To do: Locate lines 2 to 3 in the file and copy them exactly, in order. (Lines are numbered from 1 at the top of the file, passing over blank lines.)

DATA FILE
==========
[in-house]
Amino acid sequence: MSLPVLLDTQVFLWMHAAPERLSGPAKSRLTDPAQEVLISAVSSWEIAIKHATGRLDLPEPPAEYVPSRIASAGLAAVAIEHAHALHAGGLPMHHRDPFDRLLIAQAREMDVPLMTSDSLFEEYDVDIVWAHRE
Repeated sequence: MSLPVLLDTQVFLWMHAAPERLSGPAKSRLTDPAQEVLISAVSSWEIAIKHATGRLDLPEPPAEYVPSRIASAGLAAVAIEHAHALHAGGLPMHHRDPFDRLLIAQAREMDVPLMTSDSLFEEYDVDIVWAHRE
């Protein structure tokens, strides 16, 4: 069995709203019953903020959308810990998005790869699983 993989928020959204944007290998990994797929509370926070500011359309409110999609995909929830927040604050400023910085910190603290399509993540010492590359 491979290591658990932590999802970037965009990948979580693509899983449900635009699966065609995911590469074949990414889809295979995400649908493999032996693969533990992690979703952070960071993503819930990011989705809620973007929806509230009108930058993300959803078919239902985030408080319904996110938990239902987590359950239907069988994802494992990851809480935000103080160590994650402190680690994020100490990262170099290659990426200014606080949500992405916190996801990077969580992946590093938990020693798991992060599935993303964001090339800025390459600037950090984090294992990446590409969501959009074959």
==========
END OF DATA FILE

Amino acid sequence: MSLPVLLDTQVFLWMHAAPERLSGPAKSRLTDPAQEVLISAVSSWEIAIKHATGRLDLPEPPAEYVPSRIASAGLAAVAIEHAHALHAGGLPMHHRDPFDRLLIAQAREMDVPLMTSDSLFEEYDVDIVWAHRE
Repeated sequence: MSLPVLLDTQVFLWMHAAPERLSGPAKSRLTDPAQEVLISAVSSWEIAIKHATGRLDLPEPPAEYVPSRIASAGLAAVAIEHAHALHAGGLPMHHRDPFDRLLIAQAREMDVPLMTSDSLFEEYDVDIVWAHRE